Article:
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we have a folding board....hinges set up on wooden blocks, about 6" or so above datum....turns into a rectangular box.

For track connections across the join, I feel there are two decent approaches.

[1]....if very few tracks actually cross the two tracks, one each side of an oval...then I suggest the system once used by the NMRA Brit.region for their module system....viz..terminate each rtack about 2 or 3 inches from the edge.

Then make up a lenght of track [flex, like peco, is best]....that bridges each if terminating 2 inches from the edge, a 4 inch filler track is needed.
Cut back the plastic sleepering for about 1/2 inch each end of filler track, and place Peco fishplates, 4 off per filler, so they can slide up the rail. when board is erected, insert filler track...sliding the fishplates into contact with the 'permanent' track.

Ensure whatever track sub-base you use is continued to the edge of each board.

by having the fishplates on the filler tracks, the 'main' tracks don't have to be 'weakened' by cutting back sleeper fixings.

If a filler track breaks, make a new one?

[2] as I have done this time around.......with the boards 'flat',each track that crosses is laid right across...[I have 4 such tracks, all at odd angles] does NOT have to be a right-angles to the edges of the board.
Across teh gap of the board, I removed two or three sleepers from either side....then inserted printed circuit board, raised up by packing, to the bottom of each rail.
These are made from a small sheet I bought years ago.....and each piece used was about 1/2inch wide or slightly more, and the lenght of the track's sleepers....but preferably, more.......however, a trip to a Maplins, or similar, will obtain a piece of PCB....[it is what copper-clad sleeper strip is made of]

These pieces are then soldered to the undersides of each rail, across the board gap.

They can then either be glued firmly [araldite??] or even have holes drilled in each end, and small screws screwed through into the baseboard top....or pins...whatever takes your fancy?

Once the rails are firmly secured to the PCB, and this likewise to the boards.....using a very fine saw, or slitting disc..[I use a razor saw]....cut through the rails, and PCB, down into the slot between the two boards.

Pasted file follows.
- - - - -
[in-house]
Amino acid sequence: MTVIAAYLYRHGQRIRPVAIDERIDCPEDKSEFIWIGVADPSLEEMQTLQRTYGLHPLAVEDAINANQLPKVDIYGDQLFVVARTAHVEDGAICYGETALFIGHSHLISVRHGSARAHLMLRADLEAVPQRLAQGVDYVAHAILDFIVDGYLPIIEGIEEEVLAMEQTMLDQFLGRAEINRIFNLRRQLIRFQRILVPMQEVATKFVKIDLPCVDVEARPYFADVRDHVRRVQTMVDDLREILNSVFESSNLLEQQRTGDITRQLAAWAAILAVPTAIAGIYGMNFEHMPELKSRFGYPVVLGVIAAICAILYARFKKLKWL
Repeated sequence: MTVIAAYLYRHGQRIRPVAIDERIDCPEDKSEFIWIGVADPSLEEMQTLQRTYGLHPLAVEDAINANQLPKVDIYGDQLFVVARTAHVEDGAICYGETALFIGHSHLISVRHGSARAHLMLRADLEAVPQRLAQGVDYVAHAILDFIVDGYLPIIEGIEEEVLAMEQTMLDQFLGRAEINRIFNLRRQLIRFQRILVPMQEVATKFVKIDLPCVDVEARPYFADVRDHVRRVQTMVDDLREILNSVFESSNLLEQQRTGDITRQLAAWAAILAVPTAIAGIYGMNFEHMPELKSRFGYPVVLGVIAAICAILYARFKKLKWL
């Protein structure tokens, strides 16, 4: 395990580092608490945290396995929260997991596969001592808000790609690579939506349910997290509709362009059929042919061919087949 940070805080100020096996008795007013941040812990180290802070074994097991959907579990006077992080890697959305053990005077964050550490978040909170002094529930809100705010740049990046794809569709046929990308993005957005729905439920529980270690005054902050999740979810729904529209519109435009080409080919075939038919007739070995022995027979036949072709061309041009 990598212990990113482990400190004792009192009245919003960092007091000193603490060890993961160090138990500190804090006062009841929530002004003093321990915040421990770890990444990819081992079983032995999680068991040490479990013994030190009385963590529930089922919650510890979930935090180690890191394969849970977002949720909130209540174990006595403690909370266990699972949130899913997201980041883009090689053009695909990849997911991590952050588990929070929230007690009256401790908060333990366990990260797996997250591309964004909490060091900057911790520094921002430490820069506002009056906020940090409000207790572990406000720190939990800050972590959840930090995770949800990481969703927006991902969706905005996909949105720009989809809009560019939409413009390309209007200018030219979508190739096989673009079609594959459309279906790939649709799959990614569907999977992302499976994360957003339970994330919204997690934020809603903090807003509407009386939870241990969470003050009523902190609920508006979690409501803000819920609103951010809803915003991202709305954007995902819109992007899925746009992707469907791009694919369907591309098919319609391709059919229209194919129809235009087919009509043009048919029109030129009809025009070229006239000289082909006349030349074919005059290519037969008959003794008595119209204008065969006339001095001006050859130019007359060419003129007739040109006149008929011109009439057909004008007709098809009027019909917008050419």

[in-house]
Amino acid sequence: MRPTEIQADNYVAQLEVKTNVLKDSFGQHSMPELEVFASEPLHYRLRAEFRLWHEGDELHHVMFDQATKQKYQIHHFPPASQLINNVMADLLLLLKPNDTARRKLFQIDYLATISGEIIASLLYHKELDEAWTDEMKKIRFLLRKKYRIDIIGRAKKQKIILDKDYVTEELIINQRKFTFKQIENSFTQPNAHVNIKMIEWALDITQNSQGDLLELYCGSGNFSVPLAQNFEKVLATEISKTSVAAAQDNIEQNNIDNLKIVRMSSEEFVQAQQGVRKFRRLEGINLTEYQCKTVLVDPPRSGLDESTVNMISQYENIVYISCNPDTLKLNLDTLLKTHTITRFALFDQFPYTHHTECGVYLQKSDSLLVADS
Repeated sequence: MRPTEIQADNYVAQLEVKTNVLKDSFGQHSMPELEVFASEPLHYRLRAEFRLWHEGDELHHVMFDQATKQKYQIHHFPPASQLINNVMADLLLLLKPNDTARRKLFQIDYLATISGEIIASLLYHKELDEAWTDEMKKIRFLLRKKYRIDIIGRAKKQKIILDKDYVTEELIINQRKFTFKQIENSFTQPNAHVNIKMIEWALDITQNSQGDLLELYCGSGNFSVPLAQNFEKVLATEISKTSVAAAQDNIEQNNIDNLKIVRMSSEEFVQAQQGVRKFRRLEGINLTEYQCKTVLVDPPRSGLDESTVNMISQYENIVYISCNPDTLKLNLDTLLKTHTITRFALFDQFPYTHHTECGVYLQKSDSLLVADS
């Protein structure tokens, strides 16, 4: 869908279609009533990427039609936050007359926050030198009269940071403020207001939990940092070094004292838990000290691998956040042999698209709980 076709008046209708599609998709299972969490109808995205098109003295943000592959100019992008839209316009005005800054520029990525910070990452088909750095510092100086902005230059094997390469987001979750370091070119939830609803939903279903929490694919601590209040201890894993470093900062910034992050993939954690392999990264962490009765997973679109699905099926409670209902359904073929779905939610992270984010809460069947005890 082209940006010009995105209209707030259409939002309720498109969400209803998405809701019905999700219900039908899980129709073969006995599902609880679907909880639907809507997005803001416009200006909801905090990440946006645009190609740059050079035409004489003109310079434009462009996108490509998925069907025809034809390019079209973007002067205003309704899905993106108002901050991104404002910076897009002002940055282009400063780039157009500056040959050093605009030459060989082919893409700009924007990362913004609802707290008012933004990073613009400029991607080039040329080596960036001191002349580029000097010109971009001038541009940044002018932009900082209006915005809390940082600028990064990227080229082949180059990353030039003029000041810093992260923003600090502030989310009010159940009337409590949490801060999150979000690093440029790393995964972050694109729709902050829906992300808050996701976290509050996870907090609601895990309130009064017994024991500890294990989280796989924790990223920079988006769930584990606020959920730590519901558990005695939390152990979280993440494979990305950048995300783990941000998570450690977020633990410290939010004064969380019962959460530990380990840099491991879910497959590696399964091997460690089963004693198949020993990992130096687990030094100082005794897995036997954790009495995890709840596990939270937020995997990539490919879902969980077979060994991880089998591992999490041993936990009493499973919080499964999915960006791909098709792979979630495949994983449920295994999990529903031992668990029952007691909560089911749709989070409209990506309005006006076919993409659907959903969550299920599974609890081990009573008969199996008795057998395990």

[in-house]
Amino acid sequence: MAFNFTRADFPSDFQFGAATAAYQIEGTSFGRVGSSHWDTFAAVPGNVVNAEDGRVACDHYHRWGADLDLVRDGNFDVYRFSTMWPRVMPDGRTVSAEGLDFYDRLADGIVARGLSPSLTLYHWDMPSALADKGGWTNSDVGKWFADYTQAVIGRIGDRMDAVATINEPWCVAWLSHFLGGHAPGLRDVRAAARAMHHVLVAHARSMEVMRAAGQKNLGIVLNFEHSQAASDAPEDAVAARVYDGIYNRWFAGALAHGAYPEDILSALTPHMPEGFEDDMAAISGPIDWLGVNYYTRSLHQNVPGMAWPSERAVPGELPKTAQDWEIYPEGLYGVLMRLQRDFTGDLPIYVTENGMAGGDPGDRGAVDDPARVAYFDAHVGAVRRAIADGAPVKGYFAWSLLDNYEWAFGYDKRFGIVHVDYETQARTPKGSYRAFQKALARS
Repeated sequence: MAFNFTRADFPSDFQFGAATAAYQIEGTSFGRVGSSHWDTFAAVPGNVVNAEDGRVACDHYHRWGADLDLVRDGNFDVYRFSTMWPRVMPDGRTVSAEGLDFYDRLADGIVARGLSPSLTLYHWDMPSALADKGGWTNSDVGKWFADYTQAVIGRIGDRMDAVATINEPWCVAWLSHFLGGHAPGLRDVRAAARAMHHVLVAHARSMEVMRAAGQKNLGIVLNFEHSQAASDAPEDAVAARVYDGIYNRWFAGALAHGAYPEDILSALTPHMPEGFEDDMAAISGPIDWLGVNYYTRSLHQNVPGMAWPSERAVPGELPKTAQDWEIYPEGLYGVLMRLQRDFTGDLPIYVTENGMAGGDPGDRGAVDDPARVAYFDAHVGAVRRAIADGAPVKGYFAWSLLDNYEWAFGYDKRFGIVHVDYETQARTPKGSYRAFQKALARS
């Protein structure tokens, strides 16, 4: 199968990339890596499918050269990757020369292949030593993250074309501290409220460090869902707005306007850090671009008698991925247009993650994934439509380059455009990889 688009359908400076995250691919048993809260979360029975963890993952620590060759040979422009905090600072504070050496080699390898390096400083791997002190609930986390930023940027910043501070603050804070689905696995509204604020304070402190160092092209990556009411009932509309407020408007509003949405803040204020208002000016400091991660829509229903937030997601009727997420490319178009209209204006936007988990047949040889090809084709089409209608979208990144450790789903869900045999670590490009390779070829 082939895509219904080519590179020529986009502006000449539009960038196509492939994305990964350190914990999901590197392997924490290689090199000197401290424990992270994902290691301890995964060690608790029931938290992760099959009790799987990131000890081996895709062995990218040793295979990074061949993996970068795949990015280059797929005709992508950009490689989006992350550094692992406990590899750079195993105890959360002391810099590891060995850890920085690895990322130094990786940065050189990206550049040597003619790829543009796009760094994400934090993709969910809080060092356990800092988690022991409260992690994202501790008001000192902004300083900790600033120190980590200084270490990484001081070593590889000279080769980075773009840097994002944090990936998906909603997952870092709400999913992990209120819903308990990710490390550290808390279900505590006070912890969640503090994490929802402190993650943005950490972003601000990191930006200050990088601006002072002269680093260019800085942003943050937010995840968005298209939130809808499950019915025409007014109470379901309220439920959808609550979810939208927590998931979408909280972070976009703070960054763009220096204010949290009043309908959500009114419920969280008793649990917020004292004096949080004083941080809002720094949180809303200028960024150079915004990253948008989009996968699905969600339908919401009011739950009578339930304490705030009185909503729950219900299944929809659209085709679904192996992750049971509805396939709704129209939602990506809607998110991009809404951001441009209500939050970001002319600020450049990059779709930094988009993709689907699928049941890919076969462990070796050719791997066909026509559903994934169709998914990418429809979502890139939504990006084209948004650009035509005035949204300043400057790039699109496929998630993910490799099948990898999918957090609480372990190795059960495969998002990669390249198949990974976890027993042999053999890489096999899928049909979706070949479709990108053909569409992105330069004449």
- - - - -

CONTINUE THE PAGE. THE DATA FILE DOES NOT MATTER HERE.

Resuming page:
File off any sharp edges on each rail...a quick swipe here and there is all that is needed.

Then file a clean slot through the copper cladding on the PCB between each rail of the eliminate short circuits.

try not to cut too deeply into the insulation on the PCB.

now you will find, the boards will separate, and join but the rail ends will be secured against accidental damage.

Guard the rail ends when teh boards are folded, to protect from damge, or cutting small fingers.

The advantage of [1] is that the tracks are protected from end damage...because they are cut inboard of the baseboard joint.....but, not a useful system for speedy erection of the railway.

the 'disadvantage' of #[2] is that, if the hinge system loosens or moves slightly, or the boards warp a little, the rails will fall out of these need watching....especially in centrally-heated rooms. However, since the rails are SOLDERED to the PCB, any slight misaligment can be corrected with a soldering iron?

· Registered
2,202 Posts create the electrical connection across each board......I use each steel hinge.....outer rails linked by wire, soldered into holes drilled in the hinge flap of one hinge, the inner rails likewise to the other hinge.

However, once my little son had decided he wanted a turntable [!] and a few other sidings, a platform bay, etc, I needed to power what would be 'isolated' sections, so ended up with a 5 pin DIN plug and socket connection across the gap as well......but this is easy, when folding, just unplug!
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